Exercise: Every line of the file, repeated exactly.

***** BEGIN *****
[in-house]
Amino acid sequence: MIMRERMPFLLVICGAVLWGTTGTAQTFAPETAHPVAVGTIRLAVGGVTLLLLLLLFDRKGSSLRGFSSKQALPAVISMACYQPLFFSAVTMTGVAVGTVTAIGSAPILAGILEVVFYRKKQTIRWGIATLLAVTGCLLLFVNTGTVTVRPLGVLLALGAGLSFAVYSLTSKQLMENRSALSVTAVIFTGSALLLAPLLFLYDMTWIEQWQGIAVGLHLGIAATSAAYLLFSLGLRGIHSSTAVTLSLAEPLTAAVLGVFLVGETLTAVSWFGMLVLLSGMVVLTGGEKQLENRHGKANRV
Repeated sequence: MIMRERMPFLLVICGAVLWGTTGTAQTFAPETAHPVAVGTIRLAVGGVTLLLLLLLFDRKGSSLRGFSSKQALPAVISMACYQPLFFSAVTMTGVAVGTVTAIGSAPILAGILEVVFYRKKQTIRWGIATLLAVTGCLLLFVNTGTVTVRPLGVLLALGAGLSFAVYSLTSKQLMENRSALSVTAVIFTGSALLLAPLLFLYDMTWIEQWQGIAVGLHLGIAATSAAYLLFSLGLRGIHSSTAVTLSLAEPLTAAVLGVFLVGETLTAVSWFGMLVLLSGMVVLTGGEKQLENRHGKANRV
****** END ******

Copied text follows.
[in-house]
Amino acid sequence: MIMRERMPFLLVICGAVLWGTTGTAQTFAPETAHPVAVGTIRLAVGGVTLLLLLLLFDRKGSSLRGFSSKQALPAVISMACYQPLFFSAVTMTGVAVGTVTAIGSAPILAGILEVVFYRKKQTIRWGIATLLAVTGCLLLFVNTGTVTVRPLGVLLALGAGLSFAVYSLTSKQLMENRSALSVTAVIFTGSALLLAPLLFLYDMTWIEQWQGIAVGLHLGIAATSAAYLLFSLGLRGIHSSTAVTLSLAEPLTAAVLGVFLVGETLTAVSWFGMLVLLSGMVVLTGGEKQLENRHGKANRV
Repeated sequence: MIMRERMPFLLVICGAVLWGTTGTAQTFAPETAHPVAVGTIRLAVGGVTLLLLLLLFDRKGSSLRGFSSKQALPAVISMACYQPLFFSAVTMTGVAVGTVTAIGSAPILAGILEVVFYRKKQTIRWGIATLLAVTGCLLLFVNTGTVTVRPLGVLLALGAGLSFAVYSLTSKQLMENRSALSVTAVIFTGSALLLAPLLFLYDMTWIEQWQGIAVGLHLGIAATSAAYLLFSLGLRGIHSSTAVTLSLAEPLTAAVLGVFLVGETLTAVSWFGMLVLLSGMVVLTGGEKQLENRHGKANRV